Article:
Cock Of The Roost

John Wain writes a good story. His ‘The Pardoner’s Tale’, which I finished reading last night, uses the device of a novel within a novel, fusing two stories together by an ingenious means which I will not reveal, but which soon becomes clear. The narrative moves along nicely. Published by MacMillan in 1978, the work traces the transient development of sexual relationships, leaving the reader to use his or her imagination as to the exact nature of the coupling. Following his example I will not provide too much information, thus diminishing the reader’s curiosity.

It is almost fifty years since I last read Chaucer’s tale from which I thought Wain must have taken his inspiration. I therefore read that again this morning. Strangely enough, although about gluttony and other lusts, this cautionary tale did not cover sex. This had me puzzled until I explored the pardoner’s motto: ‘radix malorum est cupiditas’ which translates as ‘greed, or desire, is the root of all evil’. (Don’t get excited – Latin gave me up at school, so I had to look this up.) Thus, our modern author focuses on the desire for ideal sexual relationships.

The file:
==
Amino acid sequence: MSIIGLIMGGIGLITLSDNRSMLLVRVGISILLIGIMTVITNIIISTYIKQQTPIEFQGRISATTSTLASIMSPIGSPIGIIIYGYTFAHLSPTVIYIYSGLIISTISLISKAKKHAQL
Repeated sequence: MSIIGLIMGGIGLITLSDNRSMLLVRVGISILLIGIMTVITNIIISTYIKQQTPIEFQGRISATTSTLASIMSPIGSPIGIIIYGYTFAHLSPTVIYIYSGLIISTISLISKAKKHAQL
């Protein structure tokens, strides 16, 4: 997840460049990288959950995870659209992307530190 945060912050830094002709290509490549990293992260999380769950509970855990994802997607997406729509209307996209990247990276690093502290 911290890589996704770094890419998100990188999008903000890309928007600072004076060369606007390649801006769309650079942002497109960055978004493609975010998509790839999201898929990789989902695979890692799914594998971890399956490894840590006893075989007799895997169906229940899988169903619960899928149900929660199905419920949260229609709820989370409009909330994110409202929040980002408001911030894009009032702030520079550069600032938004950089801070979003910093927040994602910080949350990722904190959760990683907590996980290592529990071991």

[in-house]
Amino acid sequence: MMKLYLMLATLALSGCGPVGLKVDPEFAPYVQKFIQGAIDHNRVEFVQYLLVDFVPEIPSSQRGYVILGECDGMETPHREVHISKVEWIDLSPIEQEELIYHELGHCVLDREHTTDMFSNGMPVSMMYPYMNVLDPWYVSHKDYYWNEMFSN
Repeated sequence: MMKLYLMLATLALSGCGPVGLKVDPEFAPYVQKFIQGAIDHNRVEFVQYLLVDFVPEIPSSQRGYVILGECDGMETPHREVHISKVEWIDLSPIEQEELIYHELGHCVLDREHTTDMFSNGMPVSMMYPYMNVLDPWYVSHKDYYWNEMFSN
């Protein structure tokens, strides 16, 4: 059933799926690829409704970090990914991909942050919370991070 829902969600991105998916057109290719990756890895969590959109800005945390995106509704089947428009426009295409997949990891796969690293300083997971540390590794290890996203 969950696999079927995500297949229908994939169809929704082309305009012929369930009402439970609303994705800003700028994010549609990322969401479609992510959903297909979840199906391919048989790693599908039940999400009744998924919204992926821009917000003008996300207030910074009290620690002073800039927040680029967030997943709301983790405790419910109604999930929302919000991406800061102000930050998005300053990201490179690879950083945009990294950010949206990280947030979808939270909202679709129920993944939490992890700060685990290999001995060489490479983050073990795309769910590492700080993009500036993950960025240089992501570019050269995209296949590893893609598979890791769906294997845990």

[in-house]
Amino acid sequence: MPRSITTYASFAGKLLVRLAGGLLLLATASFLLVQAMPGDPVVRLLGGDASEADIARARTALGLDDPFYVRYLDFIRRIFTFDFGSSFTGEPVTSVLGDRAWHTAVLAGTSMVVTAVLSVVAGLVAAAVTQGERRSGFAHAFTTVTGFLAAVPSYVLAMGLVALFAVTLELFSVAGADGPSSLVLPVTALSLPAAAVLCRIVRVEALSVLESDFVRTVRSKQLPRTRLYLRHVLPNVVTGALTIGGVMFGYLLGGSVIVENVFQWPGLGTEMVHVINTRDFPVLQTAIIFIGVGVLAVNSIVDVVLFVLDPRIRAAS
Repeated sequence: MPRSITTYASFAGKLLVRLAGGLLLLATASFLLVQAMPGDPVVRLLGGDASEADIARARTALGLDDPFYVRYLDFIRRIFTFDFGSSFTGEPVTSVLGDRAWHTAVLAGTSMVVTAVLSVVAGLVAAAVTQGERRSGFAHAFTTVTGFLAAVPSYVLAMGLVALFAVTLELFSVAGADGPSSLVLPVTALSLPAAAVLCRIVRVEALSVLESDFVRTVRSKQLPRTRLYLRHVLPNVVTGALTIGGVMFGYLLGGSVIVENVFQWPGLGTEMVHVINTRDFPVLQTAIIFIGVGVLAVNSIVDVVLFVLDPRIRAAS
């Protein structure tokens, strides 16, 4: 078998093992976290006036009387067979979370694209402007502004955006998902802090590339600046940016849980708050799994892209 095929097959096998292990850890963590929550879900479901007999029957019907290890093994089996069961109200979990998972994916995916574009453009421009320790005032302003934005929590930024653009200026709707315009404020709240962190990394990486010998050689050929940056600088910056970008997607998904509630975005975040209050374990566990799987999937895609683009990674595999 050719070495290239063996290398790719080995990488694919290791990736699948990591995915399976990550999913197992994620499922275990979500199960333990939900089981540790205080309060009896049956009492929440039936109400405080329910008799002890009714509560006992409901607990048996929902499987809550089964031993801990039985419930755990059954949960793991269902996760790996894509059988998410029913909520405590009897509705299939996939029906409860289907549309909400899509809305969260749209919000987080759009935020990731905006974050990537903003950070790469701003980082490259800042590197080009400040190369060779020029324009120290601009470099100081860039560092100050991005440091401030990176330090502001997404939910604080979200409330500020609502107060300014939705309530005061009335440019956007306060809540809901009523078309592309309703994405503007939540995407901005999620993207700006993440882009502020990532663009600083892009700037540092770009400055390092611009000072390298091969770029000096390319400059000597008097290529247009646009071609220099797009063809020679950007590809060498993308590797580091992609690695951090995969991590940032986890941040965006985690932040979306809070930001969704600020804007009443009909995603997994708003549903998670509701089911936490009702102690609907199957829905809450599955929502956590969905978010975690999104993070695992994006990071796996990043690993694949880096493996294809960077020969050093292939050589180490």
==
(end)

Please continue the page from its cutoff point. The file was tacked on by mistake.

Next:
My Chaucer reading was from my Folio Society copy of The Canterbury Tales (1974)

illustrated with woodcuts by Edna Whyte, and translated into modern English by Nevill Coghill.

On the afternoon of this dismally dripping day, Jackie drove me into the forest where

beside the green at Pilley, sodden ponies scoured pasturage near the replenished old quarry


Cattle, as usual, occupied the aptly named Bull Hill, further down which

a duck paddled among the reflected branches of a tree in a garden where it would have waddled in the summer.

A clutch of chickens raking over a heap of straw across the road scurried off as I approached. Not so the cock of the roost who gave me the evil eye and continued combing.

This evening we dined on Jackie’s toothsome sausage casserole; boiled potatoes; and firm carrots, cauliflower, and broccoli with which I drank Nero d’Avola 2014.



I was banned from the kitchen this morning in order to allow Richard to catch up on his largely snowbound day yesterday.

Rain and a slight rise in temperature had brought about the beginnings of a thaw, so Jackie drove us into the forest on roads that were no longer icy.

They were rather more slushy;